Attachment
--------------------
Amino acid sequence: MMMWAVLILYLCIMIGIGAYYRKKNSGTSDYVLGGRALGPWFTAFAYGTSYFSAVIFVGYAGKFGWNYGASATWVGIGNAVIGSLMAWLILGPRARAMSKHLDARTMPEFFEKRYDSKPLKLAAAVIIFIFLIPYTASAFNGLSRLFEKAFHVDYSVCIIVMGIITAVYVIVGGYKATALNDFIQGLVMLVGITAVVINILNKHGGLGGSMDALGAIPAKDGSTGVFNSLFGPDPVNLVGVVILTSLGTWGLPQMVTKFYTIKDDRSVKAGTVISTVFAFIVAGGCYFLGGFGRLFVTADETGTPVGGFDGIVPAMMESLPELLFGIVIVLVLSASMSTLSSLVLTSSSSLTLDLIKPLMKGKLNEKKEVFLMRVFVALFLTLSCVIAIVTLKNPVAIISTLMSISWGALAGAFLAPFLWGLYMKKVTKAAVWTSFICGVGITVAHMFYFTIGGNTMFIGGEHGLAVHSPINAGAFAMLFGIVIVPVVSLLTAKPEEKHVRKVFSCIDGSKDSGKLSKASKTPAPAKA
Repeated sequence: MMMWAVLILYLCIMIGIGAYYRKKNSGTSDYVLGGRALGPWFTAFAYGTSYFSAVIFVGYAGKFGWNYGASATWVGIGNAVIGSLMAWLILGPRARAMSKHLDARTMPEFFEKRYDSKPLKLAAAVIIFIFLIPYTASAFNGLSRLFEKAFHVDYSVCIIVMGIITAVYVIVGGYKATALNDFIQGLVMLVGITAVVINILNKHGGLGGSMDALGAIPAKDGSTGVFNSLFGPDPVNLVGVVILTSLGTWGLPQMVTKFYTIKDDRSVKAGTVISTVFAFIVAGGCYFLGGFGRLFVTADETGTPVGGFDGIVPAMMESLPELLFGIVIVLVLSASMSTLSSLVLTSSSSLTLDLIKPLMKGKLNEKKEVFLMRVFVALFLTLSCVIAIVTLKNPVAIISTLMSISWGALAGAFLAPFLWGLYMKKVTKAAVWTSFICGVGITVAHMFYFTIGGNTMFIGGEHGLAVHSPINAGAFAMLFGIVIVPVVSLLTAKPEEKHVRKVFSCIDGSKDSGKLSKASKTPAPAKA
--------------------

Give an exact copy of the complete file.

Amino acid sequence: MMMWAVLILYLCIMIGIGAYYRKKNSGTSDYVLGGRALGPWFTAFAYGTSYFSAVIFVGYAGKFGWNYGASATWVGIGNAVIGSLMAWLILGPRARAMSKHLDARTMPEFFEKRYDSKPLKLAAAVIIFIFLIPYTASAFNGLSRLFEKAFHVDYSVCIIVMGIITAVYVIVGGYKATALNDFIQGLVMLVGITAVVINILNKHGGLGGSMDALGAIPAKDGSTGVFNSLFGPDPVNLVGVVILTSLGTWGLPQMVTKFYTIKDDRSVKAGTVISTVFAFIVAGGCYFLGGFGRLFVTADETGTPVGGFDGIVPAMMESLPELLFGIVIVLVLSASMSTLSSLVLTSSSSLTLDLIKPLMKGKLNEKKEVFLMRVFVALFLTLSCVIAIVTLKNPVAIISTLMSISWGALAGAFLAPFLWGLYMKKVTKAAVWTSFICGVGITVAHMFYFTIGGNTMFIGGEHGLAVHSPINAGAFAMLFGIVIVPVVSLLTAKPEEKHVRKVFSCIDGSKDSGKLSKASKTPAPAKA
Repeated sequence: MMMWAVLILYLCIMIGIGAYYRKKNSGTSDYVLGGRALGPWFTAFAYGTSYFSAVIFVGYAGKFGWNYGASATWVGIGNAVIGSLMAWLILGPRARAMSKHLDARTMPEFFEKRYDSKPLKLAAAVIIFIFLIPYTASAFNGLSRLFEKAFHVDYSVCIIVMGIITAVYVIVGGYKATALNDFIQGLVMLVGITAVVINILNKHGGLGGSMDALGAIPAKDGSTGVFNSLFGPDPVNLVGVVILTSLGTWGLPQMVTKFYTIKDDRSVKAGTVISTVFAFIVAGGCYFLGGFGRLFVTADETGTPVGGFDGIVPAMMESLPELLFGIVIVLVLSASMSTLSSLVLTSSSSLTLDLIKPLMKGKLNEKKEVFLMRVFVALFLTLSCVIAIVTLKNPVAIISTLMSISWGALAGAFLAPFLWGLYMKKVTKAAVWTSFICGVGITVAHMFYFTIGGNTMFIGGEHGLAVHSPINAGAFAMLFGIVIVPVVSLLTAKPEEKHVRKVFSCIDGSKDSGKLSKASKTPAPAKA